Folks in Burden remember Coast Guard Lt. Cmdr. Craig Neubecker as the 2-year-old who wanted to fly. He was a good boy, just a bit ornery, recalled Neubecker's father, Don "Whitey" Neubecker. A boy who built award-winning rockets for 4-H competitions and wanted to be an astronaut and, later, a jet pilot.
"He loves to fly. He don't want to do anything else," Whitey Neubecker said.
A few times since he's grown up, Craig Neubecker, 41, has returned to his hometown. Family and friends call him a hero.
But for Neubecker, a Coast Guard helicopter pilot stationed in Kodiak, Alaska, saving lives is business as usual.
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Last month, Alaska Sen. Lisa Murkowski honored Air Station Kodiak helicopter crews for rescuing 14 fishermen over a three-week period, including an impressive rescue of five men plucked from their fishing boat by Neubecker's crew amid damaging winds and 25-foot swells.
Neubecker called the Feb. 11 mission the most challenging of his career.
"That's the worst one I've ever had to hoist in, and I've never had to do one that fast," Neubecker said. "I think God was definitely looking out for us."
In Alaska, 99 percent of distress calls to the Coast Guard are genuine cries for help. In the lower 48 states, Neubecker said, that number drops to 25 percent.
On Feb. 11, fishermen on the Midnite Sun made the call. The boat had crashed against the rocks at Tanaak Cape, 36 miles northwest of Kodiak in the Gulf of Alaska. Freezing water was spilling into the boat, and the crew needed help... fast.
In different conditions, the rescue might have been by-the-book, Neubecker said. But time was short. And the weather was harsh.
Ice and blowing snow covered the runway, and wind gusts topping 60 mph swept off the mountains, forcing the chopper to spin when Neubecker attempted liftoff.
But at 1:17 a.m., the rescue crew launched.
"We were getting our rears handed to us by the turbulence," Neubecker said, recalling the windy conditions.
Initially, the plan was to detour around the mountains to get to the Midnite Sun. But Neubecker said he made a quick decision to maneuver among the cliffs when he heard the fishing crew screaming, "Where's the chopper? Where's the chopper? We're breaking up!" over the radio.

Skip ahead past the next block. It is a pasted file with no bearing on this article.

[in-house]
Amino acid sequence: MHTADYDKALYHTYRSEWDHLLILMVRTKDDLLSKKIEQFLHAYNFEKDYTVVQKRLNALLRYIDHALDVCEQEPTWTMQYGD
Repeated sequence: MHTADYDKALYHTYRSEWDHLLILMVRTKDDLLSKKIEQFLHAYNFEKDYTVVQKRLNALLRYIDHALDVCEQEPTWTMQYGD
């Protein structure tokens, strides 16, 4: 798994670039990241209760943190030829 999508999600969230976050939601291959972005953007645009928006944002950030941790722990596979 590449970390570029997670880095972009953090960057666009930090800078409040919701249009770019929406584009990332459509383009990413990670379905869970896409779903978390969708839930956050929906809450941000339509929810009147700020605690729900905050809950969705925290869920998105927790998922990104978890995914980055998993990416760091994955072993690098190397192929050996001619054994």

Twenty-one minutes into a harrowing flight, Neubecker stared down at the 68-foot Midnite Sun. What he saw made a routine rescue impossible: 52 mph winds, tangled rigging, swinging masts and 25-foot waves rolling the fishing boat on its side.
"Once we arrived on scene, it was worse than we thought," Neubecker said. "The five crew members were huddled in the wheelhouse just screaming to be rescued."
It wasn't safe to lower a Coast Guard swimmer to assist the men. They would have to rely on the rescue basket to hoist them one by one, Neubecker decided.
In severe downdrafts, Neubecker steadied the chopper and timed the waves. Within 15 minutes, the fishermen were safe.
In Alaska's harsh weather, time influences the chance of survival, said Coast Guard Petty Officer 3rd Class Jonathan Lally, who is also based in Kodiak. In minutes, the freezing water can kill a person not wearing safety gear, he said.
"He's (Neubecker) been doing this job for quite a long time," Lally said. "The pilots that come up here are well-trained, especially for the environment."
The oldest of two boys, Neubecker grew up on a farm 2 1/2 miles outside Burden, a 90-minute drive southeast of Wichita.
After he graduated from Kansas State University in 1993 with four years of service in the Air Force ROTC and a degree in history, he expected a career as an Air Force pilot. He was a Kansas kid who made a ritual of attending the annual McConnell Air Force Base air show, which fell near his birthday.
But the Army guaranteed Neubecker immediate admission to flight school. Five years later, he transferred to the Coast Guard on the advice of a commanding officer who thought Neubecker needed more flight time than the Army offered.
This winter is the last on Neubecker's three-year tour of duty in Kodiak. This summer, he will move to Mobile, Ala., with his wife, Kimberly, and children, 5-year-old Duke and 3-year-old Faith Esther, where he will teach military pilots to fly in extreme weather.
Neubecker said he will be glad to trade Kodiak Island's neglected dirt roads for a chance to jump in his Corvette — it has spent too long in storage, he said — and drive for miles like he did as a kid back in Burden.
He said he won't miss the weather, either.